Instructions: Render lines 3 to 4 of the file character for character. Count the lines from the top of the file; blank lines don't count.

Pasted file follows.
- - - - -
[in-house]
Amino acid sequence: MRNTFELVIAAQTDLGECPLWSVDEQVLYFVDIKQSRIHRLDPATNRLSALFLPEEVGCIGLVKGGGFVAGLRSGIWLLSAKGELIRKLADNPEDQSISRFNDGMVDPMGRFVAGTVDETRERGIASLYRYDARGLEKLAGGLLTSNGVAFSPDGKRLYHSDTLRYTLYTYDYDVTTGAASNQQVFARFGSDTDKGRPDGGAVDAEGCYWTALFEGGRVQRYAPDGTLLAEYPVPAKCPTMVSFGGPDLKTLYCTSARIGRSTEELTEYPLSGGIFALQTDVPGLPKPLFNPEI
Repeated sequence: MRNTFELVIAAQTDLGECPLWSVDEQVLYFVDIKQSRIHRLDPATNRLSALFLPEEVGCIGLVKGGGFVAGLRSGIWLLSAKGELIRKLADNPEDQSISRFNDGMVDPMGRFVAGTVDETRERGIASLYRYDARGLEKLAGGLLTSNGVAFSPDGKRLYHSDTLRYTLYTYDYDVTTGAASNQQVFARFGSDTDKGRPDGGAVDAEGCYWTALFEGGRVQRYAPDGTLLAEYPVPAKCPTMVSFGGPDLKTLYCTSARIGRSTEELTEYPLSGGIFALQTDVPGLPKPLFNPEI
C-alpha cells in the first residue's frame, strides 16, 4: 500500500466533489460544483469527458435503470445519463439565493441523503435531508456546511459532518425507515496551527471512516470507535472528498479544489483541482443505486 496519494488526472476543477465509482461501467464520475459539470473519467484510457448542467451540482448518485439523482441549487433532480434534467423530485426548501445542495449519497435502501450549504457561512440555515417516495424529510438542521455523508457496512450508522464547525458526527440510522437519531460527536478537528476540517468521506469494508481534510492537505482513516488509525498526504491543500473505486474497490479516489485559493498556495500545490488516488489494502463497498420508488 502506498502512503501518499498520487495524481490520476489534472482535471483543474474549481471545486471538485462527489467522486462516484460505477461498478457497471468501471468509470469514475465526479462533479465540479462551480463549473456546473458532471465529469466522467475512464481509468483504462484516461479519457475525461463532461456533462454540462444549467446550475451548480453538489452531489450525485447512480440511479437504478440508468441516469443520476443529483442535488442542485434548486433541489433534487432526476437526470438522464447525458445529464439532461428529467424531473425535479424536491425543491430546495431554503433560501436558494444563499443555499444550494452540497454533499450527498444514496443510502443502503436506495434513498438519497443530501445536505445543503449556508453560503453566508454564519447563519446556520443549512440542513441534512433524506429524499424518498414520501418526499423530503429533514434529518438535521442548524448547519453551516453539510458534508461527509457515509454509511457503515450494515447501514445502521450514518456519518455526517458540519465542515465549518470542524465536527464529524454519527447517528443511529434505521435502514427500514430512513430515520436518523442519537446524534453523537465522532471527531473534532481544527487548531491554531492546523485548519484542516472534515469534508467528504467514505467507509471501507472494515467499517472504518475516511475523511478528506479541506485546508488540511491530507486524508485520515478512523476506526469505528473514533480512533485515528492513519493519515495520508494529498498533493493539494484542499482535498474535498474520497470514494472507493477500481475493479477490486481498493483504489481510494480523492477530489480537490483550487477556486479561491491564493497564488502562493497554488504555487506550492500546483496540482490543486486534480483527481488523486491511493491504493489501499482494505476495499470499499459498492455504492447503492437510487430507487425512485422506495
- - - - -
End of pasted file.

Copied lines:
Repeated sequence: MRNTFELVIAAQTDLGECPLWSVDEQVLYFVDIKQSRIHRLDPATNRLSALFLPEEVGCIGLVKGGGFVAGLRSGIWLLSAKGELIRKLADNPEDQSISRFNDGMVDPMGRFVAGTVDETRERGIASLYRYDARGLEKLAGGLLTSNGVAFSPDGKRLYHSDTLRYTLYTYDYDVTTGAASNQQVFARFGSDTDKGRPDGGAVDAEGCYWTALFEGGRVQRYAPDGTLLAEYPVPAKCPTMVSFGGPDLKTLYCTSARIGRSTEELTEYPLSGGIFALQTDVPGLPKPLFNPEI
C-alpha cells in the first residue's frame, strides 16, 4: 500500500466533489460544483469527458435503470445519463439565493441523503435531508456546511459532518425507515496551527471512516470507535472528498479544489483541482443505486 496519494488526472476543477465509482461501467464520475459539470473519467484510457448542467451540482448518485439523482441549487433532480434534467423530485426548501445542495449519497435502501450549504457561512440555515417516495424529510438542521455523508457496512450508522464547525458526527440510522437519531460527536478537528476540517468521506469494508481534510492537505482513516488509525498526504491543500473505486474497490479516489485559493498556495500545490488516488489494502463497498420508488 502506498502512503501518499498520487495524481490520476489534472482535471483543474474549481471545486471538485462527489467522486462516484460505477461498478457497471468501471468509470469514475465526479462533479465540479462551480463549473456546473458532471465529469466522467475512464481509468483504462484516461479519457475525461463532461456533462454540462444549467446550475451548480453538489452531489450525485447512480440511479437504478440508468441516469443520476443529483442535488442542485434548486433541489433534487432526476437526470438522464447525458445529464439532461428529467424531473425535479424536491425543491430546495431554503433560501436558494444563499443555499444550494452540497454533499450527498444514496443510502443502503436506495434513498438519497443530501445536505445543503449556508453560503453566508454564519447563519446556520443549512440542513441534512433524506429524499424518498414520501418526499423530503429533514434529518438535521442548524448547519453551516453539510458534508461527509457515509454509511457503515450494515447501514445502521450514518456519518455526517458540519465542515465549518470542524465536527464529524454519527447517528443511529434505521435502514427500514430512513430515520436518523442519537446524534453523537465522532471527531473534532481544527487548531491554531492546523485548519484542516472534515469534508467528504467514505467507509471501507472494515467499517472504518475516511475523511478528506479541506485546508488540511491530507486524508485520515478512523476506526469505528473514533480512533485515528492513519493519515495520508494529498498533493493539494484542499482535498474535498474520497470514494472507493477500481475493479477490486481498493483504489481510494480523492477530489480537490483550487477556486479561491491564493497564488502562493497554488504555487506550492500546483496540482490543486486534480483527481488523486491511493491504493489501499482494505476495499470499499459498492455504492447503492437510487430507487425512485422506495